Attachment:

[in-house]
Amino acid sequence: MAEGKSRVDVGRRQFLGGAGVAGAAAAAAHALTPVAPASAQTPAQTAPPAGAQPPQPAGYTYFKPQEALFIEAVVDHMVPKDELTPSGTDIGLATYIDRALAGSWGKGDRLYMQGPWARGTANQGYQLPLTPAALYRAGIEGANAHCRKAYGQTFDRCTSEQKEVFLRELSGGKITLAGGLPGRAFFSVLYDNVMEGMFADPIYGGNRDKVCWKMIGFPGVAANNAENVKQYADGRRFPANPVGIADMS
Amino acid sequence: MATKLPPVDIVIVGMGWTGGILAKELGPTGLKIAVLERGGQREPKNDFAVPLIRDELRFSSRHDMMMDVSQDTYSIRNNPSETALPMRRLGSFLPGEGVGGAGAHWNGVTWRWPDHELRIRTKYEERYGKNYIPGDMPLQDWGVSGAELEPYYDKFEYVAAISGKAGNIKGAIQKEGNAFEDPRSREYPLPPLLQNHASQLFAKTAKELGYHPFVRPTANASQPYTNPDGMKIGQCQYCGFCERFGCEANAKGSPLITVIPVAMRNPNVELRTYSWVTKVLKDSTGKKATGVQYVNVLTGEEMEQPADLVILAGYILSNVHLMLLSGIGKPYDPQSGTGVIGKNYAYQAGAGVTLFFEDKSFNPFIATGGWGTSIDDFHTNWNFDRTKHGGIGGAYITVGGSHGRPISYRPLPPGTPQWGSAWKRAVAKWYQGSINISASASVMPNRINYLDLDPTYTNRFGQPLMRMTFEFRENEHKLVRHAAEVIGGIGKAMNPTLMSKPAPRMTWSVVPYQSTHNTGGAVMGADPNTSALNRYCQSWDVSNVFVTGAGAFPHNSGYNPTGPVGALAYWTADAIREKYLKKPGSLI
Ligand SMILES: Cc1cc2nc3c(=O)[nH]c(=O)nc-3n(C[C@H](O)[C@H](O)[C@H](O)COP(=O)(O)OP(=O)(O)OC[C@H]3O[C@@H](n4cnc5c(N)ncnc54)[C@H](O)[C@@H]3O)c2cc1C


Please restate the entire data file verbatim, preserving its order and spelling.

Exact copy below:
[in-house]
Amino acid sequence: MAEGKSRVDVGRRQFLGGAGVAGAAAAAAHALTPVAPASAQTPAQTAPPAGAQPPQPAGYTYFKPQEALFIEAVVDHMVPKDELTPSGTDIGLATYIDRALAGSWGKGDRLYMQGPWARGTANQGYQLPLTPAALYRAGIEGANAHCRKAYGQTFDRCTSEQKEVFLRELSGGKITLAGGLPGRAFFSVLYDNVMEGMFADPIYGGNRDKVCWKMIGFPGVAANNAENVKQYADGRRFPANPVGIADMS
Amino acid sequence: MATKLPPVDIVIVGMGWTGGILAKELGPTGLKIAVLERGGQREPKNDFAVPLIRDELRFSSRHDMMMDVSQDTYSIRNNPSETALPMRRLGSFLPGEGVGGAGAHWNGVTWRWPDHELRIRTKYEERYGKNYIPGDMPLQDWGVSGAELEPYYDKFEYVAAISGKAGNIKGAIQKEGNAFEDPRSREYPLPPLLQNHASQLFAKTAKELGYHPFVRPTANASQPYTNPDGMKIGQCQYCGFCERFGCEANAKGSPLITVIPVAMRNPNVELRTYSWVTKVLKDSTGKKATGVQYVNVLTGEEMEQPADLVILAGYILSNVHLMLLSGIGKPYDPQSGTGVIGKNYAYQAGAGVTLFFEDKSFNPFIATGGWGTSIDDFHTNWNFDRTKHGGIGGAYITVGGSHGRPISYRPLPPGTPQWGSAWKRAVAKWYQGSINISASASVMPNRINYLDLDPTYTNRFGQPLMRMTFEFRENEHKLVRHAAEVIGGIGKAMNPTLMSKPAPRMTWSVVPYQSTHNTGGAVMGADPNTSALNRYCQSWDVSNVFVTGAGAFPHNSGYNPTGPVGALAYWTADAIREKYLKKPGSLI
Ligand SMILES: Cc1cc2nc3c(=O)[nH]c(=O)nc-3n(C[C@H](O)[C@H](O)[C@H](O)COP(=O)(O)OP(=O)(O)OC[C@H]3O[C@@H](n4cnc5c(N)ncnc54)[C@H](O)[C@@H]3O)c2cc1C